Leading the charge: Recommendations for ECRs, by ECRs

It is okay not to be okay. During the pandemic, many ECRs were faced with new or amplified mental health challenges. These issues are seldom discussed in research groups, leading to feelings of isolation and personal failure. To address these issues, we encourage ECRs to reach out to members of their support network. We also provide a list of different counseling options in Berlin and encourage others to prepare and circulate similar lists for their communities.

Redefine expectations with supervisors/PIs. Redefining expectations is especially important for ECRs who faced major work disruptions during the pandemic, including those who are parents or who had other care responsibilities. We encourage ECRs to document how their work schedule changed, including reductions in working hours. This information may be important for future funding applications and academic age calculations. Months or years from now, it may be difficult to remember exactly how pandemic-related disruptions altered productivity and timelines.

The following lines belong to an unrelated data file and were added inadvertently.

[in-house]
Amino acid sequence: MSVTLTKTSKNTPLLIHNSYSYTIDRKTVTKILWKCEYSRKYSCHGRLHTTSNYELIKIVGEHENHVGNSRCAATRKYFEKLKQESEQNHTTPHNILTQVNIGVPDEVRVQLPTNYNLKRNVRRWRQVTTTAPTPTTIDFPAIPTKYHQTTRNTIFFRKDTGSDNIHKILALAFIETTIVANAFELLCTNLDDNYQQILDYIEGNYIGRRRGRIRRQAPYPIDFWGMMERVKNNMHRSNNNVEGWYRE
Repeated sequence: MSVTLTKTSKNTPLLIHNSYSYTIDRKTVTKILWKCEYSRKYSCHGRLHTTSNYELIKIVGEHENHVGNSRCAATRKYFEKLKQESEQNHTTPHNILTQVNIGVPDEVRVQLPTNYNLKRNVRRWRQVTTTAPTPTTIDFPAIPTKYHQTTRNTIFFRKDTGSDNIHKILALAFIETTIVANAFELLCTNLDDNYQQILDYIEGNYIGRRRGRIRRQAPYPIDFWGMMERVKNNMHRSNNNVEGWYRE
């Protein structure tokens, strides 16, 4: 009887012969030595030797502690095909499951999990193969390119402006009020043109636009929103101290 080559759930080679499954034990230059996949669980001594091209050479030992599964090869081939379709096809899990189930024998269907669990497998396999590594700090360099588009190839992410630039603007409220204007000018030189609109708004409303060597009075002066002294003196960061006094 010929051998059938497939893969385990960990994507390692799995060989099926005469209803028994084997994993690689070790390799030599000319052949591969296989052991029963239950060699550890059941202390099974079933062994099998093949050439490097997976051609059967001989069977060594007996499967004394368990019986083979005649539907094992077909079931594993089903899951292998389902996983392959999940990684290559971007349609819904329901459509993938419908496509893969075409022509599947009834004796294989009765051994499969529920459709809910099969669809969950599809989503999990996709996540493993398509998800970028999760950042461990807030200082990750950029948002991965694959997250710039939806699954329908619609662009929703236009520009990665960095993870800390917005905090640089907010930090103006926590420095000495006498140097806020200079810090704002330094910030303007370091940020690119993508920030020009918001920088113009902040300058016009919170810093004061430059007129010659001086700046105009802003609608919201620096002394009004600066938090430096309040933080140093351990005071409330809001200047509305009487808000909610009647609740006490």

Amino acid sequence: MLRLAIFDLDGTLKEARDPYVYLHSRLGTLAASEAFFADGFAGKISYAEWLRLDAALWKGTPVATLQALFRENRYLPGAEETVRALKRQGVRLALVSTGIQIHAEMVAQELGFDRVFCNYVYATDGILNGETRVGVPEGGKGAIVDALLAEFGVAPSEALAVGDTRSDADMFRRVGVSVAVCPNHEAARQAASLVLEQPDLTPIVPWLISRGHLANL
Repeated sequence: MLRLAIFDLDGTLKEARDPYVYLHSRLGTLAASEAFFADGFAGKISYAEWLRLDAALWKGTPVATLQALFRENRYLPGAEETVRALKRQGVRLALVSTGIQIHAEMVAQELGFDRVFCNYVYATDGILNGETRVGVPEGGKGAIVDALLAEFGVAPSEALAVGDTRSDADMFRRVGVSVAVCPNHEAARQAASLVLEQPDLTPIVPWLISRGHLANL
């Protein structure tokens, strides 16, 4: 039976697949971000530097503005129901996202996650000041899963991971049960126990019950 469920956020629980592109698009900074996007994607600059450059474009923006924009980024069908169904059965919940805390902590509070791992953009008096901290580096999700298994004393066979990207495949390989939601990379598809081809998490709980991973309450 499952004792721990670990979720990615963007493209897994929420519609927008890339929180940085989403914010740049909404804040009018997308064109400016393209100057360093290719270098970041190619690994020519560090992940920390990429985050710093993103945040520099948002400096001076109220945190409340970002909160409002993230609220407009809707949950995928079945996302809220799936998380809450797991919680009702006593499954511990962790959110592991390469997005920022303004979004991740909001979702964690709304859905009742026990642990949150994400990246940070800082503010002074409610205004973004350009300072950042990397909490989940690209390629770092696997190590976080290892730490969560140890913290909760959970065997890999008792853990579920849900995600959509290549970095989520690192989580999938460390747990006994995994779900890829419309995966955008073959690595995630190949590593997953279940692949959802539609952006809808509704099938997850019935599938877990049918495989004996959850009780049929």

Create or join peer networks. Our VBE highlighted the power of community support in dealing with mental health challenges. Grassroots networks, for example in a lab or institute, can not only provide an informal source of day-to-day support, but also facilitate ECR advocacy. We also provided resources for setting up “buddy” systems in research groups.

Ask for clarification to reduce uncertainty. COVID-19-related changes continue to create uncertainty regarding program or funding deadlines, which are particularly acute for ECRs approaching the end of their degrees, or international researchers with visa restrictions. Working with an ECR network makes it easier to explore solutions within a research group, or advocate for policy clarifications from institutional leadership.

Leave no-one behind: How PIs and supervisors can support the mental health of ECRs